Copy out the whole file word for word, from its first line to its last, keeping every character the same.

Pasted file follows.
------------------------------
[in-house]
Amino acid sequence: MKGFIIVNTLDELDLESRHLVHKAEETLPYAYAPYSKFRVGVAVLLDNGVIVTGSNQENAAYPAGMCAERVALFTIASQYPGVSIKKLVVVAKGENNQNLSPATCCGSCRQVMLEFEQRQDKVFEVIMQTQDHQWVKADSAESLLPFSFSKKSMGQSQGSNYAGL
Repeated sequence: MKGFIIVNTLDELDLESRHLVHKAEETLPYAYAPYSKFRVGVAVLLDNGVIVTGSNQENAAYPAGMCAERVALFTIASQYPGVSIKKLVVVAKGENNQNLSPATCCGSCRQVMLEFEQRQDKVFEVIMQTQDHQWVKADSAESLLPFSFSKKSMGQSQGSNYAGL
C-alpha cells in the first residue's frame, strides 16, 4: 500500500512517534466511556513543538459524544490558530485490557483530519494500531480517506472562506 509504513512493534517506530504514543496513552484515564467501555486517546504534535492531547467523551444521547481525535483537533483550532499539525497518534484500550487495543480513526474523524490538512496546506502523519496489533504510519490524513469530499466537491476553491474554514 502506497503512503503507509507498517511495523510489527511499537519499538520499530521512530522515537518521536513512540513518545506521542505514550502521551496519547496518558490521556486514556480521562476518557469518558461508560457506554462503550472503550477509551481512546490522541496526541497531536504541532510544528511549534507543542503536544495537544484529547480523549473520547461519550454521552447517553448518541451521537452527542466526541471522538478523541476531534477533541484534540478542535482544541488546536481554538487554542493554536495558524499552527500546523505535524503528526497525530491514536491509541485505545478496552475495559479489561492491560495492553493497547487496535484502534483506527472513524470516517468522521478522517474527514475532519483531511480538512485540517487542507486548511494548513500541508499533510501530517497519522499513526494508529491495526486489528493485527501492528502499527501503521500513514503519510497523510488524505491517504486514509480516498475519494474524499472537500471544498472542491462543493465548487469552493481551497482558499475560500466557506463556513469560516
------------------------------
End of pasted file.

[in-house]
Amino acid sequence: MKGFIIVNTLDELDLESRHLVHKAEETLPYAYAPYSKFRVGVAVLLDNGVIVTGSNQENAAYPAGMCAERVALFTIASQYPGVSIKKLVVVAKGENNQNLSPATCCGSCRQVMLEFEQRQDKVFEVIMQTQDHQWVKADSAESLLPFSFSKKSMGQSQGSNYAGL
Repeated sequence: MKGFIIVNTLDELDLESRHLVHKAEETLPYAYAPYSKFRVGVAVLLDNGVIVTGSNQENAAYPAGMCAERVALFTIASQYPGVSIKKLVVVAKGENNQNLSPATCCGSCRQVMLEFEQRQDKVFEVIMQTQDHQWVKADSAESLLPFSFSKKSMGQSQGSNYAGL
C-alpha cells in the first residue's frame, strides 16, 4: 500500500512517534466511556513543538459524544490558530485490557483530519494500531480517506472562506 509504513512493534517506530504514543496513552484515564467501555486517546504534535492531547467523551444521547481525535483537533483550532499539525497518534484500550487495543480513526474523524490538512496546506502523519496489533504510519490524513469530499466537491476553491474554514 502506497503512503503507509507498517511495523510489527511499537519499538520499530521512530522515537518521536513512540513518545506521542505514550502521551496519547496518558490521556486514556480521562476518557469518558461508560457506554462503550472503550477509551481512546490522541496526541497531536504541532510544528511549534507543542503536544495537544484529547480523549473520547461519550454521552447517553448518541451521537452527542466526541471522538478523541476531534477533541484534540478542535482544541488546536481554538487554542493554536495558524499552527500546523505535524503528526497525530491514536491509541485505545478496552475495559479489561492491560495492553493497547487496535484502534483506527472513524470516517468522521478522517474527514475532519483531511480538512485540517487542507486548511494548513500541508499533510501530517497519522499513526494508529491495526486489528493485527501492528502499527501503521500513514503519510497523510488524505491517504486514509480516498475519494474524499472537500471544498472542491462543493465548487469552493481551497482558499475560500466557506463556513469560516